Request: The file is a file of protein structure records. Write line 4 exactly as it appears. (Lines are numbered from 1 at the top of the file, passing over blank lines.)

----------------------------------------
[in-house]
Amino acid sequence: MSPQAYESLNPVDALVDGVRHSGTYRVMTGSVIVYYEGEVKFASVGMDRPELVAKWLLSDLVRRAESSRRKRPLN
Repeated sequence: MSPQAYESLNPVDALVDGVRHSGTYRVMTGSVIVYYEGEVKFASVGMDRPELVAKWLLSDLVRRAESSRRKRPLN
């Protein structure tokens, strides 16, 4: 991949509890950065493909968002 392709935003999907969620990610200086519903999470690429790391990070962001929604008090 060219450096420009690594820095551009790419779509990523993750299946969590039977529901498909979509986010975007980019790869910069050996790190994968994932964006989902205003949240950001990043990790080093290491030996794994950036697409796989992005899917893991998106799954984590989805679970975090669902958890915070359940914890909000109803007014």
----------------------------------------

């Protein structure tokens, strides 16, 4: 991949509890950065493909968002 392709935003999907969620990610200086519903999470690429790391990070962001929604008090 060219450096420009690594820095551009790419779509990523993750299946969590039977529901498909979509986010975007980019790869910069050996790190994968994932964006989902205003949240950001990043990790080093290491030996794994950036697409796989992005899917893991998106799954984590989805679970975090669902958890915070359940914890909000109803007014």